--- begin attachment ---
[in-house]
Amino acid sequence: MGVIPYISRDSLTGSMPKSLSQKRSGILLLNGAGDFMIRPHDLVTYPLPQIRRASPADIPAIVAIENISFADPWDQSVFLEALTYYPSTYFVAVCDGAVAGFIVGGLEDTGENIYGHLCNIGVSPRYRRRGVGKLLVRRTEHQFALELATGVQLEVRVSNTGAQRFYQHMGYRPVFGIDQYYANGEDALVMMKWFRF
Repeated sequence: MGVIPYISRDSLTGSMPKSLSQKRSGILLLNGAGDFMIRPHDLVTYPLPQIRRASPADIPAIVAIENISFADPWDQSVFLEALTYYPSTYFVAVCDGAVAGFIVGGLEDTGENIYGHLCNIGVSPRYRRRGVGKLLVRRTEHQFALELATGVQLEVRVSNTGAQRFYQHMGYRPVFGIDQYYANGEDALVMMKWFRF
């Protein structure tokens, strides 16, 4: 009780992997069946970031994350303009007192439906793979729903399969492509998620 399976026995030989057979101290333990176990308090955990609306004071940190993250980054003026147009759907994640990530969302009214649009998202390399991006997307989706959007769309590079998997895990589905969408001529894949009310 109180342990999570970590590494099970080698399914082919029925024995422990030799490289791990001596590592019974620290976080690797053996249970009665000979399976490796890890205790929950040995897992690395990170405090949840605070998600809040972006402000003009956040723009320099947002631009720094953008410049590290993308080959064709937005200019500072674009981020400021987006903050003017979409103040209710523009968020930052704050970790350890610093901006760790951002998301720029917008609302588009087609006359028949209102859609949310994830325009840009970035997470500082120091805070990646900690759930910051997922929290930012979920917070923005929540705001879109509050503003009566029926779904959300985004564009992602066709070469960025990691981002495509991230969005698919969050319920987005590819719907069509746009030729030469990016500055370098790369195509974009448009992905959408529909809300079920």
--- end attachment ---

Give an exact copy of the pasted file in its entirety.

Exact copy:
[in-house]
Amino acid sequence: MGVIPYISRDSLTGSMPKSLSQKRSGILLLNGAGDFMIRPHDLVTYPLPQIRRASPADIPAIVAIENISFADPWDQSVFLEALTYYPSTYFVAVCDGAVAGFIVGGLEDTGENIYGHLCNIGVSPRYRRRGVGKLLVRRTEHQFALELATGVQLEVRVSNTGAQRFYQHMGYRPVFGIDQYYANGEDALVMMKWFRF
Repeated sequence: MGVIPYISRDSLTGSMPKSLSQKRSGILLLNGAGDFMIRPHDLVTYPLPQIRRASPADIPAIVAIENISFADPWDQSVFLEALTYYPSTYFVAVCDGAVAGFIVGGLEDTGENIYGHLCNIGVSPRYRRRGVGKLLVRRTEHQFALELATGVQLEVRVSNTGAQRFYQHMGYRPVFGIDQYYANGEDALVMMKWFRF
């Protein structure tokens, strides 16, 4: 009780992997069946970031994350303009007192439906793979729903399969492509998620 399976026995030989057979101290333990176990308090955990609306004071940190993250980054003026147009759907994640990530969302009214649009998202390399991006997307989706959007769309590079998997895990589905969408001529894949009310 109180342990999570970590590494099970080698399914082919029925024995422990030799490289791990001596590592019974620290976080690797053996249970009665000979399976490796890890205790929950040995897992690395990170405090949840605070998600809040972006402000003009956040723009320099947002631009720094953008410049590290993308080959064709937005200019500072674009981020400021987006903050003017979409103040209710523009968020930052704050970790350890610093901006760790951002998301720029917008609302588009087609006359028949209102859609949310994830325009840009970035997470500082120091805070990646900690759930910051997922929290930012979920917070923005929540705001879109509050503003009566029926779904959300985004564009992602066709070469960025990691981002495509991230969005698919969050319920987005590819719907069509746009030729030469990016500055370098790369195509974009448009992905959408529909809300079920």